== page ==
One concern that many of the patients at Georgia Eye Physicians and Surgeons bring to our attention has to do with little “cobwebs” or specks that seem to float about in their field of vision. These small, dark, shadowy shapes can look like spots, thread-like strands, or squiggly lines and just seem to lazily drift through the field of vision, moving as the eyes move and darting away when you try to look at them directly. These little visual irregularities are called floaters, and they are a relatively common, and usually harmless, by-product of the eyes’ internal anatomy.
The eye itself is actually a mostly-hollow sphere, filled with a clear, gel-like substance called the vitreous that helps the eye maintain its round shape. Throughout our youth, the vitreous has a consistency not unlike that of Jell-O, but as we age it begins to dissolve and liquefy in the center. Floaters are the result of tiny pieces of the vitreous gel breaking loose within the inner back portion of the eye and floating freely in the liquid, like bits of ice floating in water. While the eye cannot actually see the tiny bits themselves, the shadows that they cast on the retina as light passes through the eye create vaguely translucent images. This is why they are much more noticeable when you are looking at a bright, clear sky or a white computer screen. Floaters are, literally, floating free inside the eye, and so they move as the eye moves, creating the impression that they are “drifting” and never staying still when you try to focus on them.
Floaters are normally a relatively harmless condition. They generally do not impair vision and are likely to disappear over time. However, in some cases, they may be an indicator of a more serious eye problem called a retinal detachment. If the vitreous in the center of the eye becomes so liquefied that it can no longer maintain its shape, the heavier, more peripheral vitreous gel can collapse inward, pulling away from the retina or dislodging the retina itself from the inner back portion of the eye. This manual tugging or tearing of the retina stimulates the light sensitive photoreceptor cells, creating electrical impulses that are sent up the optic nerve and interpreted by the brain as bursts or streaks of light called flashes, or photopsia. This phenomenon can also occur when a sufficiently powerful blow to the head causes the retina to shift, causing the victim to temporarily “see stars.” If you notice a sudden appearance of a shower of floaters, particularly if it is accompanied by flashes, you should seek medical attention immediately. When addressed promptly, a detached or torn retina can be corrected with laser surgery or a freezing treatment that re-adheres the retina to the eye wall.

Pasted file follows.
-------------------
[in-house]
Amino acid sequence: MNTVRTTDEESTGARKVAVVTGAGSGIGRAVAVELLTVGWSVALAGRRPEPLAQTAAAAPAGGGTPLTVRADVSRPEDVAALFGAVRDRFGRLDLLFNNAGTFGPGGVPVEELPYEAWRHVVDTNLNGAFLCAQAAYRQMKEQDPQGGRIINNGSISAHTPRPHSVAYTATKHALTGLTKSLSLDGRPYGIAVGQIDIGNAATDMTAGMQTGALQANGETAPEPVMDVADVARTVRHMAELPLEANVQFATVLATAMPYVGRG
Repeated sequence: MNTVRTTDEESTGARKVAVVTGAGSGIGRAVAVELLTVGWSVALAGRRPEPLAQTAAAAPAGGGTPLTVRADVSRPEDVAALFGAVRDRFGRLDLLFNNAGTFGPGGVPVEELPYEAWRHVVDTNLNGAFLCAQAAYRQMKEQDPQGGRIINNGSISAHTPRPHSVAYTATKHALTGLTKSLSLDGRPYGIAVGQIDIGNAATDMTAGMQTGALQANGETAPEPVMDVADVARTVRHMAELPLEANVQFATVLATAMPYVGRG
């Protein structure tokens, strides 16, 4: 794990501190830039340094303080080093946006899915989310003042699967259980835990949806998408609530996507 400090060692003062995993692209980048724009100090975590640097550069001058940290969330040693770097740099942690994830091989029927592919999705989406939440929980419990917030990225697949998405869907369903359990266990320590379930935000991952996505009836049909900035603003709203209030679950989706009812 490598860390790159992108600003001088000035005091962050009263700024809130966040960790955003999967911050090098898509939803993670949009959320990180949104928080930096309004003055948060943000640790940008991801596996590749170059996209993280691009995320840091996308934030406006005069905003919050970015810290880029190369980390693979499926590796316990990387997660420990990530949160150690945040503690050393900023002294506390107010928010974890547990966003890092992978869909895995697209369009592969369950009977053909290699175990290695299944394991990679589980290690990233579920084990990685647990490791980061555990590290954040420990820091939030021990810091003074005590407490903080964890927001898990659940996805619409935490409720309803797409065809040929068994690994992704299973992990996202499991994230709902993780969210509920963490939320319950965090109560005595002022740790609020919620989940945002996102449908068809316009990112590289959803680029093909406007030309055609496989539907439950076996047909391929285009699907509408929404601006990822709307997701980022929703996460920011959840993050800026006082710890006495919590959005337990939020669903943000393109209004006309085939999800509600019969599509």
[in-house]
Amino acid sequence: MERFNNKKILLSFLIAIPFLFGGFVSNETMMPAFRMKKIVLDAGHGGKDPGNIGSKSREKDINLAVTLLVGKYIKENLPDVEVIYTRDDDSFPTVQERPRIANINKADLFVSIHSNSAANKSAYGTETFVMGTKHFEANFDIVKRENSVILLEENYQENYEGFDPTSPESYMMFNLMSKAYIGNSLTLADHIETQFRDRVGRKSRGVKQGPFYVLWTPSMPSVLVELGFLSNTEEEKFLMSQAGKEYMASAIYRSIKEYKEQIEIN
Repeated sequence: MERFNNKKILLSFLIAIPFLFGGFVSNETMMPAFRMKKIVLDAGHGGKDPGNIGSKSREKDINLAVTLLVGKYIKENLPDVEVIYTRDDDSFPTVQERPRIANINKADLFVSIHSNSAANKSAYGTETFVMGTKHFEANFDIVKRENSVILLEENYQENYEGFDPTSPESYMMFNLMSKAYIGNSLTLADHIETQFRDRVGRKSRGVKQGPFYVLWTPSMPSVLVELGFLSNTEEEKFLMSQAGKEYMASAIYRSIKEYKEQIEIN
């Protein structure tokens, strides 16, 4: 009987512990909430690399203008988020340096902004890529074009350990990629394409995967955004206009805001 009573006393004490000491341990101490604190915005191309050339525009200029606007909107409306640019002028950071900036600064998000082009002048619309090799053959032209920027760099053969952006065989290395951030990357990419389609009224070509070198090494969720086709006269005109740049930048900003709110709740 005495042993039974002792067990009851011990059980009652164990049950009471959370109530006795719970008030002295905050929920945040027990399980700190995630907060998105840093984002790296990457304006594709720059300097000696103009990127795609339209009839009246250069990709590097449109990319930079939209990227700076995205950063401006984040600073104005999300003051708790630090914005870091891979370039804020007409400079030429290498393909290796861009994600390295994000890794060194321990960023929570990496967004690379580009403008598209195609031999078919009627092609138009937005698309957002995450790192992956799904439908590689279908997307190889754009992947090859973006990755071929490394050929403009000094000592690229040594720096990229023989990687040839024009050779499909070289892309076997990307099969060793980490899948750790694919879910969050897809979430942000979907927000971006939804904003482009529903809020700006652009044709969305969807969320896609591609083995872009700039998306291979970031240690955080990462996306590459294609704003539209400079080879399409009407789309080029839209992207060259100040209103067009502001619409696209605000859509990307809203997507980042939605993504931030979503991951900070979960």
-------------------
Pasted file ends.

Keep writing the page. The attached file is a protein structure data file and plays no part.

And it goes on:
If you are concerned about the state of your vision, or are interested in any of the services we provide, please contact Georgia Eye Physicians and Surgeons to schedule an eye exam with Dr. William Segal or Dr. Marc Lay. Be sure to follow us on Facebook, Twitter, and Google+ for more tips for healthy eyes.